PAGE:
When you have tools that help you analyze patterns of Internet usage, you can learn some amazing things about human behavior. Those of us who work at Compete have access to these tools all the time, and it’s a pretty cool part of our jobs. Within the next 30 days we’ll be unveiling SnapShot, which will give you the chance to view the same data that we use to monitor trends that are of interest to you.
Usually when we discover trends or anomalies in traffic patterns there is an "a-ha" moment, and usually it’s a happy moment. We might discover a trend that will help one of our clients with a business issue, or notice an increase in traffic to a new site that our community members would be interested in. But recently that moment was bittersweet.
The Top Movers list for Week 36 was dominated by non-US websites — something that we’ve never seen since we started monitoring the top movers in 2004. Five of the top ten sites were based in Australia. At first this left us scratching our heads, but we soon realized the reason: US internet users wanted to go to the source to find out more about the tragic death of Crocodile Hunter Steve Irwin.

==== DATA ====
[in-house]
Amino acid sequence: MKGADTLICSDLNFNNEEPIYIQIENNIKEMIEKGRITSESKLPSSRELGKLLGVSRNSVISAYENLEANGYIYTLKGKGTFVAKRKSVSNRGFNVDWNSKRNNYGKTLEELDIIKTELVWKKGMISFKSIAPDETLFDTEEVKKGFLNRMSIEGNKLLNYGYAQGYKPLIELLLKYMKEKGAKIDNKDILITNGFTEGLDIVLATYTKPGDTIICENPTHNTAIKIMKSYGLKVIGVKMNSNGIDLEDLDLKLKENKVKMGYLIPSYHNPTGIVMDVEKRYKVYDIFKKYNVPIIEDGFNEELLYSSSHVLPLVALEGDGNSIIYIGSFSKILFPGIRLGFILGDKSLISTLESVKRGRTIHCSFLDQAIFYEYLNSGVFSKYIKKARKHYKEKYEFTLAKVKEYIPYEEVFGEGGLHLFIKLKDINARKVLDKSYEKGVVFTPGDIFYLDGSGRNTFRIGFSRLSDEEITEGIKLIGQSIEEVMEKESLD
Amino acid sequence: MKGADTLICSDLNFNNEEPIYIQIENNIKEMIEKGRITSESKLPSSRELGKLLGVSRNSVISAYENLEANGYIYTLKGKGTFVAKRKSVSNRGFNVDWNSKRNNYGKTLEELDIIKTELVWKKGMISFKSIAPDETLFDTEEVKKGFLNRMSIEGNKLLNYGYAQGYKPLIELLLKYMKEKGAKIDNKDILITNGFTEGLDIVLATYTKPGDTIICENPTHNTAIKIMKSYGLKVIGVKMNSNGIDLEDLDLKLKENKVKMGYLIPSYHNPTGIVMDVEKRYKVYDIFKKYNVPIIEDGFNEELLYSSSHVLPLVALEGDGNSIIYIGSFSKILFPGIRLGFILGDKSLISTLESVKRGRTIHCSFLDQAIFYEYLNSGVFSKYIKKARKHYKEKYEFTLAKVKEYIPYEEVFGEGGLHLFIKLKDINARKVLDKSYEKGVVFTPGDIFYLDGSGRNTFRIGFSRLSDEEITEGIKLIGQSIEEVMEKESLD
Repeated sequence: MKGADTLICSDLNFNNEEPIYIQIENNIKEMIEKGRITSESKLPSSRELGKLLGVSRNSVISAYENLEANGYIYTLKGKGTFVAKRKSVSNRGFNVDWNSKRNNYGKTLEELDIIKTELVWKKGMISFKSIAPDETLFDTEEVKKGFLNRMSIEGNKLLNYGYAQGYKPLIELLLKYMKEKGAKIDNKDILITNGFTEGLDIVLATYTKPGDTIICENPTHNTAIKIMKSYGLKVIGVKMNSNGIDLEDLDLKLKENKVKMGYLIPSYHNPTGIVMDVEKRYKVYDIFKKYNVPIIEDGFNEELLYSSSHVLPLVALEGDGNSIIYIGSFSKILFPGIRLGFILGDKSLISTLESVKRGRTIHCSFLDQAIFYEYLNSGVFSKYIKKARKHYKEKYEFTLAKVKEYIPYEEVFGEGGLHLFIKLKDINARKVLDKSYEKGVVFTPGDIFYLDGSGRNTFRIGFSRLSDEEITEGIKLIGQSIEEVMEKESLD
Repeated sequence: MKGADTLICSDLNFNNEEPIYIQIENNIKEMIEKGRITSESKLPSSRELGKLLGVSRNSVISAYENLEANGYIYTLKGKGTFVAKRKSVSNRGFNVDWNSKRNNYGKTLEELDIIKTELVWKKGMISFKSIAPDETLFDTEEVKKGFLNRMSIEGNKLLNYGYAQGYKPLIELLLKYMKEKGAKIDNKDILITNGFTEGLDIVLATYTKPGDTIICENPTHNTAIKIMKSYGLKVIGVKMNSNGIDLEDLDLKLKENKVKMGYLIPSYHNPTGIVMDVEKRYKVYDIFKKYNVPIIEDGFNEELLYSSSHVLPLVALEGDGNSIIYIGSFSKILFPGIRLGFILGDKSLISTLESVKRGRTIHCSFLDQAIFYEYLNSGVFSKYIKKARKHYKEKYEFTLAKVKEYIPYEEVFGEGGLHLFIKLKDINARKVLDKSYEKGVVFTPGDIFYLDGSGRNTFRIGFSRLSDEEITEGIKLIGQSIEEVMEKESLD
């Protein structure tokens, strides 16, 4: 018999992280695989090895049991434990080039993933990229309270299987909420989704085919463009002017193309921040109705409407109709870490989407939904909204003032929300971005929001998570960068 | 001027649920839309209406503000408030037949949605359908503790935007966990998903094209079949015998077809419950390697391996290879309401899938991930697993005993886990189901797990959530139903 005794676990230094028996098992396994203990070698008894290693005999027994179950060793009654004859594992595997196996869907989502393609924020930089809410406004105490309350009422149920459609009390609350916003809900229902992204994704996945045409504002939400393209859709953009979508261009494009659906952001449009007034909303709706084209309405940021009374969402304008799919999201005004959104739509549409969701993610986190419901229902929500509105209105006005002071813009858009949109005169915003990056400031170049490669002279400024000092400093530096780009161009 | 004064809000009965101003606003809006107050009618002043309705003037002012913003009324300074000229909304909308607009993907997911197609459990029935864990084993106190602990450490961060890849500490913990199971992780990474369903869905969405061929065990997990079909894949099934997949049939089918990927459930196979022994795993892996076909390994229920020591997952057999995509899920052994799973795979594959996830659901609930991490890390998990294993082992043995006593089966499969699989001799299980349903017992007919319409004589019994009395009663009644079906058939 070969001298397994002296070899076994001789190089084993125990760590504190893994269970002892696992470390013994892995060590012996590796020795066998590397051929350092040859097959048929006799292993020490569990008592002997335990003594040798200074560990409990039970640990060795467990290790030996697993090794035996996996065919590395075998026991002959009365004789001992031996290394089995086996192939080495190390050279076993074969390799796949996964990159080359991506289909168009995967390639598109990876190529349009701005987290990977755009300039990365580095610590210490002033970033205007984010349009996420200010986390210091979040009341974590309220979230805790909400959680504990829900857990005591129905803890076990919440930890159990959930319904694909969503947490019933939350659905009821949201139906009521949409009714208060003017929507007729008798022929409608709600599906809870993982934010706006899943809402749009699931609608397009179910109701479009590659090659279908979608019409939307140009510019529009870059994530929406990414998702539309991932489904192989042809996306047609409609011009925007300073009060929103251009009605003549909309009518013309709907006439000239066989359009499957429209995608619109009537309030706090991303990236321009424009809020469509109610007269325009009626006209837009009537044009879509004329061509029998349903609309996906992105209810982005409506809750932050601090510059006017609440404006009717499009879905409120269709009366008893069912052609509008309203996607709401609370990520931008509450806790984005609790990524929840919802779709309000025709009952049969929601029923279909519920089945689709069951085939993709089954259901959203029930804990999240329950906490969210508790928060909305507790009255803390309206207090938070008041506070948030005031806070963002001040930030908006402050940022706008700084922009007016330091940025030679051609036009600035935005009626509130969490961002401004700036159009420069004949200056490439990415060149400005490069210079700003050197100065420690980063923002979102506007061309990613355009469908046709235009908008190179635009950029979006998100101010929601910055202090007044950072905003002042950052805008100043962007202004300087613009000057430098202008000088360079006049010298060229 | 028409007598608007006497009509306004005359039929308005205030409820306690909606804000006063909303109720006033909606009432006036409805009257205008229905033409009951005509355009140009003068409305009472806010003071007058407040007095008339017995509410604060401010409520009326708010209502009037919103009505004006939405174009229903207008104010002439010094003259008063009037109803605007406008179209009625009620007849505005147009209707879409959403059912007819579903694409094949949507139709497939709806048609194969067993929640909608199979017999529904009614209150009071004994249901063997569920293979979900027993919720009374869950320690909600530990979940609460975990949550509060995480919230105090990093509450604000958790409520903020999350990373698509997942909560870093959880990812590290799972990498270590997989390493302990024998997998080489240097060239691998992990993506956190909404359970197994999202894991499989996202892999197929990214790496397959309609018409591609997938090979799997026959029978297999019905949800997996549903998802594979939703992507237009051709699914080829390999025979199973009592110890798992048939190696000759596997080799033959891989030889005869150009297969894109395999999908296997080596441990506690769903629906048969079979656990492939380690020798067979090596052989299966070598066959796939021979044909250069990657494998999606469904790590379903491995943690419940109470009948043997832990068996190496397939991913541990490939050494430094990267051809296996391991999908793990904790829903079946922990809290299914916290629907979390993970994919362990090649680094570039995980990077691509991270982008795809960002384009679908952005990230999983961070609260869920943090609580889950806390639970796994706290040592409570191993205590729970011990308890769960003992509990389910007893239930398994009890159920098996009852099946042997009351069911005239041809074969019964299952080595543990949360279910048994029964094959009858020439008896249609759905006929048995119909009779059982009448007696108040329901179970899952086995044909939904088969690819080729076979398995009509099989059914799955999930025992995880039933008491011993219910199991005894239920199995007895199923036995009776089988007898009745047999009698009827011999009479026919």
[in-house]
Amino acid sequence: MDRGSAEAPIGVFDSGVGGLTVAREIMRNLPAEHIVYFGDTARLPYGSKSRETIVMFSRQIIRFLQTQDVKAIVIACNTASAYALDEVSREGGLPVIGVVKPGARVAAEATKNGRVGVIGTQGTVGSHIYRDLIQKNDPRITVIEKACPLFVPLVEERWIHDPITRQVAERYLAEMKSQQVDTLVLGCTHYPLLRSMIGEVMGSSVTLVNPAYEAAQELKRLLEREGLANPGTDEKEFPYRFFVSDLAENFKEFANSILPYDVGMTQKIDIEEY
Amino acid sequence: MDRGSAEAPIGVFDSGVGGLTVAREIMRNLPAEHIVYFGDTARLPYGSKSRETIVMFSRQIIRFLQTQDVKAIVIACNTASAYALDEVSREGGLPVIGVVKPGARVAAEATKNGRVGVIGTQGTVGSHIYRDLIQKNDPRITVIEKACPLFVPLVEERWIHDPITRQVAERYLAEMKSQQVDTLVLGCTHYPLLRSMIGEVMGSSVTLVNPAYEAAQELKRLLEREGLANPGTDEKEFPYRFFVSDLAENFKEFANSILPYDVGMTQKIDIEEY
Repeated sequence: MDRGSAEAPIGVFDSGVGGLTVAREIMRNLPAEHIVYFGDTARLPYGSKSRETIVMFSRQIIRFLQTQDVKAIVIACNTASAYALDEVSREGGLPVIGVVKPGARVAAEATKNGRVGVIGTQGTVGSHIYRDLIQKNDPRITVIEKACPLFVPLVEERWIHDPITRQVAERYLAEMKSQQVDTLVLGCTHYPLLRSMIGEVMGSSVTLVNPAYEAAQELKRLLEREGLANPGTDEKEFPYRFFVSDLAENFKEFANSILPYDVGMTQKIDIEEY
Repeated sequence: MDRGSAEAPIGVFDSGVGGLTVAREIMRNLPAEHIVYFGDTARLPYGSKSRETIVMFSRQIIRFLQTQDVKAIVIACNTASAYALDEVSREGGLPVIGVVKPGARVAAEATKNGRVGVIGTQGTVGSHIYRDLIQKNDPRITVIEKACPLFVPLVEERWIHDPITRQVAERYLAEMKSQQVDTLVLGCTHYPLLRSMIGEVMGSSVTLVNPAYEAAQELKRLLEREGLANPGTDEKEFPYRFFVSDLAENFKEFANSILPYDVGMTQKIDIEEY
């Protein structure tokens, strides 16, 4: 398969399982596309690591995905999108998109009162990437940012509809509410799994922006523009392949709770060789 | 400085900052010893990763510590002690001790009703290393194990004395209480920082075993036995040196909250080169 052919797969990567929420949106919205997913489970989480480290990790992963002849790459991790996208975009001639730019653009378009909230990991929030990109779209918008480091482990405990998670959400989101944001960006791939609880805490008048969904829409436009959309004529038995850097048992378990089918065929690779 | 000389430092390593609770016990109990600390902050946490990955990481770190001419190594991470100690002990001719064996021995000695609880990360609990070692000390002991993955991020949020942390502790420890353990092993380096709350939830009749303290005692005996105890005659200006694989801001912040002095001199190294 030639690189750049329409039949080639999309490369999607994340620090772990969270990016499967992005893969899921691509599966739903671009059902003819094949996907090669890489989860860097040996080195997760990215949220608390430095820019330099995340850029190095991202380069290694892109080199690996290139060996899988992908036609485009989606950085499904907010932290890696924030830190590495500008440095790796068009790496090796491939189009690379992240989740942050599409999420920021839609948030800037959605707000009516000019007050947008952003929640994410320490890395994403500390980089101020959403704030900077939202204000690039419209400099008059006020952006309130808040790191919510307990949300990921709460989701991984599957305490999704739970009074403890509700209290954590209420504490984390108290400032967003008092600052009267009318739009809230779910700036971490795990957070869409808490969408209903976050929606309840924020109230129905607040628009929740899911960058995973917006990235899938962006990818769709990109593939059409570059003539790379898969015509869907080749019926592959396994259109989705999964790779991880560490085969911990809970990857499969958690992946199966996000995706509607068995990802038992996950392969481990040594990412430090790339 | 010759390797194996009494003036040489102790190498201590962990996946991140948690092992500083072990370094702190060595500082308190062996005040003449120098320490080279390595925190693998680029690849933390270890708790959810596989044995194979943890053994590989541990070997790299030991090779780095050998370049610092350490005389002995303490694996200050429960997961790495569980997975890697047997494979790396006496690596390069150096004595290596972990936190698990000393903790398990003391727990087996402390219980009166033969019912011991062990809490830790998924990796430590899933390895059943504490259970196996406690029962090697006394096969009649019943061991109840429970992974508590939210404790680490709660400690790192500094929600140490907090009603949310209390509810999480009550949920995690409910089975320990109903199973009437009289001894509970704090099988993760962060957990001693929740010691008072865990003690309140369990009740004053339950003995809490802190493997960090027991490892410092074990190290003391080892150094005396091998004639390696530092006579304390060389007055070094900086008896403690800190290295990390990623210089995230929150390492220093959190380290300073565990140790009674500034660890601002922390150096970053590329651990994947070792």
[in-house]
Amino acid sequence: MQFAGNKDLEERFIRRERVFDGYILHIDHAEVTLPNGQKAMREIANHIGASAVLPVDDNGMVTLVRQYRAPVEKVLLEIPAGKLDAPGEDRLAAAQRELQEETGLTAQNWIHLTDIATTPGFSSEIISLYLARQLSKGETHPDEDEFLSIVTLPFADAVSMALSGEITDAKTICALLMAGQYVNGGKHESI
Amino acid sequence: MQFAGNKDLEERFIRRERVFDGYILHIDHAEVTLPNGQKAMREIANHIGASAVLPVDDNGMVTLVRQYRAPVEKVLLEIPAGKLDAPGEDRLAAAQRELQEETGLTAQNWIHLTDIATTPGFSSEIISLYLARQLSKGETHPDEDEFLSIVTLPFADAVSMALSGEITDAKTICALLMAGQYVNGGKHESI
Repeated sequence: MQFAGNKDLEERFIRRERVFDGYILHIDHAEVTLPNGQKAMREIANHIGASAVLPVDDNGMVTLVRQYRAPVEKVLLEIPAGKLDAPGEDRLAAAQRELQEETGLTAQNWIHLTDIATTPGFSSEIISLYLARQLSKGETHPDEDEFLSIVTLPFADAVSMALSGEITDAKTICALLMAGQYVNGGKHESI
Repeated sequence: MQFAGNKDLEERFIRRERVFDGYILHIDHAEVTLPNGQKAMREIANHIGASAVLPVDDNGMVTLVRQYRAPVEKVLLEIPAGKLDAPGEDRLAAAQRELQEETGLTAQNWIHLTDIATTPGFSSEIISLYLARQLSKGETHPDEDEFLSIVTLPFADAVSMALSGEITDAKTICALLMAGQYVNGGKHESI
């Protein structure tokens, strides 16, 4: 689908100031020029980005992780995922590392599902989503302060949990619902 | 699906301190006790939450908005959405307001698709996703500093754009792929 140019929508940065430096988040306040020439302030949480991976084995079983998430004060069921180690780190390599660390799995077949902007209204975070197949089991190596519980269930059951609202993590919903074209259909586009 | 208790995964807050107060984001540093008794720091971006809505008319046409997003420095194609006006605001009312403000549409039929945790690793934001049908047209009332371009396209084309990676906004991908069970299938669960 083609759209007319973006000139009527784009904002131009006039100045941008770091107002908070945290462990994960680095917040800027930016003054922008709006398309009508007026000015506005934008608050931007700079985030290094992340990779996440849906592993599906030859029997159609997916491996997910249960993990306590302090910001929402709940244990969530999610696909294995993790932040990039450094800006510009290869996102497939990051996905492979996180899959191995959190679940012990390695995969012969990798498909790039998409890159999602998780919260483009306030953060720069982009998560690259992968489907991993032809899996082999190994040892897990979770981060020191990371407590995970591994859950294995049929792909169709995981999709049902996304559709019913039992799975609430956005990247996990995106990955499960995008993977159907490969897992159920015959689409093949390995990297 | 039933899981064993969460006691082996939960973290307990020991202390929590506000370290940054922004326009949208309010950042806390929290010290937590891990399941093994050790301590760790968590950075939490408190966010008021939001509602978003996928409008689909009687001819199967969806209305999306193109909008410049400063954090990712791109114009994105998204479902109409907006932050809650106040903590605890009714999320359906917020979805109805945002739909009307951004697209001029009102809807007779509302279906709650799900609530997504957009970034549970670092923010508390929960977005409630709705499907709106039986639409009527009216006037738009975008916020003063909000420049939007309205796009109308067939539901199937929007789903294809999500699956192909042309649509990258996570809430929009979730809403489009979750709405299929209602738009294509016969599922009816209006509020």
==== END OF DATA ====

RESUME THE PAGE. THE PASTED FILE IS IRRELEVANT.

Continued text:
US traffic to Australian news sites saw a dramatic increase after the death of Croc Hunter Steve Irwin, with news.com.au seeing a 447% increase over the previous week.
As sad as the subject matter may be, it still underscores the remarkable nature of the Internet. People can access information in ways that were nearly inconceivable just a decade ago. We can find out what’s happening anywhere at anytime, regardless of time zones or borders. It’s hard to believe that once we had to wait for the 11 o’clock news to hear a newscaster give us a recap of the day’s events, or wait for the morning paper to find out what happened yesterday. Sure, CNN gave us the 24-hour news cycle, but now we can find out the story for ourselves, seeking out the news directly from the source, without editorial filters or the time constraints of commercial television. We’ve come so far"¦
But we have so far to go. Soon you’ll have a new tool to help you find out more about the world around you. Keep your eyes open, because SnapShot might change the way you look at things.